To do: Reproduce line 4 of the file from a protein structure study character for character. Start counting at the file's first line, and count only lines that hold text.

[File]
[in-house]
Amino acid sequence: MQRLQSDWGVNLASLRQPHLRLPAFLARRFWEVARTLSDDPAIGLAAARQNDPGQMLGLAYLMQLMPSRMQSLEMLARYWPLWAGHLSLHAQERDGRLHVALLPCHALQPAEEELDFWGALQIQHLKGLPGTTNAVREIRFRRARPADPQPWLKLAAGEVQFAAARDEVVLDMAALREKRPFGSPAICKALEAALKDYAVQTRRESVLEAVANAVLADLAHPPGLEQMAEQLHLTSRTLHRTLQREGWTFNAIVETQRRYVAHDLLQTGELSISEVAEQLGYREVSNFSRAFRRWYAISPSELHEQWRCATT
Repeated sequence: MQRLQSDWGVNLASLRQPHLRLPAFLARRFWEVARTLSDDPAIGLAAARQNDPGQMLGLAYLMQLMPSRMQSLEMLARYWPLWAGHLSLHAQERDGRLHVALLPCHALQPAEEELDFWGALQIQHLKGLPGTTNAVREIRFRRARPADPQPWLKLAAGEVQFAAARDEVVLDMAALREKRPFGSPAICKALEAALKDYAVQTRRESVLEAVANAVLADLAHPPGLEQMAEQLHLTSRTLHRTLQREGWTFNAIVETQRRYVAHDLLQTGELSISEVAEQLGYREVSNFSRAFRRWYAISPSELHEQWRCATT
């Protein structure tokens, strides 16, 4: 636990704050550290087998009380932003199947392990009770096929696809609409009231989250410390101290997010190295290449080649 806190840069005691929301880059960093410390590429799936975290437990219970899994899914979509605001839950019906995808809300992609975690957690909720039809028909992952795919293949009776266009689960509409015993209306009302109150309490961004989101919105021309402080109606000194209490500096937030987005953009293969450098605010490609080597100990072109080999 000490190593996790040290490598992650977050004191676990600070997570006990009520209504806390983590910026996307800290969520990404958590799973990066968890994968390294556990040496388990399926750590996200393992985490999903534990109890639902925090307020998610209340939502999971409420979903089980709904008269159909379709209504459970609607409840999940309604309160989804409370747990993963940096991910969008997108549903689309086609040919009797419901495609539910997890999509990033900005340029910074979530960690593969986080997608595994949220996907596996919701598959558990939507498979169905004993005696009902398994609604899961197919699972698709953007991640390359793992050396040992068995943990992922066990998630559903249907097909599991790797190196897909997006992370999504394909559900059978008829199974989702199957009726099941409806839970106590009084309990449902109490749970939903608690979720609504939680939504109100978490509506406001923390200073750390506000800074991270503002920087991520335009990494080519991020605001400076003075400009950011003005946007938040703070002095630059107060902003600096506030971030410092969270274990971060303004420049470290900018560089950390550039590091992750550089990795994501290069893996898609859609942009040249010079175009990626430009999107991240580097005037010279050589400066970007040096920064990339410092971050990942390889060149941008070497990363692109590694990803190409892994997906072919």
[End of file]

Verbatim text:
């Protein structure tokens, strides 16, 4: 636990704050550290087998009380932003199947392990009770096929696809609409009231989250410390101290997010190295290449080649 806190840069005691929301880059960093410390590429799936975290437990219970899994899914979509605001839950019906995808809300992609975690957690909720039809028909992952795919293949009776266009689960509409015993209306009302109150309490961004989101919105021309402080109606000194209490500096937030987005953009293969450098605010490609080597100990072109080999 000490190593996790040290490598992650977050004191676990600070997570006990009520209504806390983590910026996307800290969520990404958590799973990066968890994968390294556990040496388990399926750590996200393992985490999903534990109890639902925090307020998610209340939502999971409420979903089980709904008269159909379709209504459970609607409840999940309604309160989804409370747990993963940096991910969008997108549903689309086609040919009797419901495609539910997890999509990033900005340029910074979530960690593969986080997608595994949220996907596996919701598959558990939507498979169905004993005696009902398994609604899961197919699972698709953007991640390359793992050396040992068995943990992922066990998630559903249907097909599991790797190196897909997006992370999504394909559900059978008829199974989702199957009726099941409806839970106590009084309990449902109490749970939903608690979720609504939680939504109100978490509506406001923390200073750390506000800074991270503002920087991520335009990494080519991020605001400076003075400009950011003005946007938040703070002095630059107060902003600096506030971030410092969270274990971060303004420049470290900018560089950390550039590091992750550089990795994501290069893996898609859609942009040249010079175009990626430009999107991240580097005037010279050589400066970007040096920064990339410092971050990942390889060149941008070497990363692109590694990803190409892994997906072919």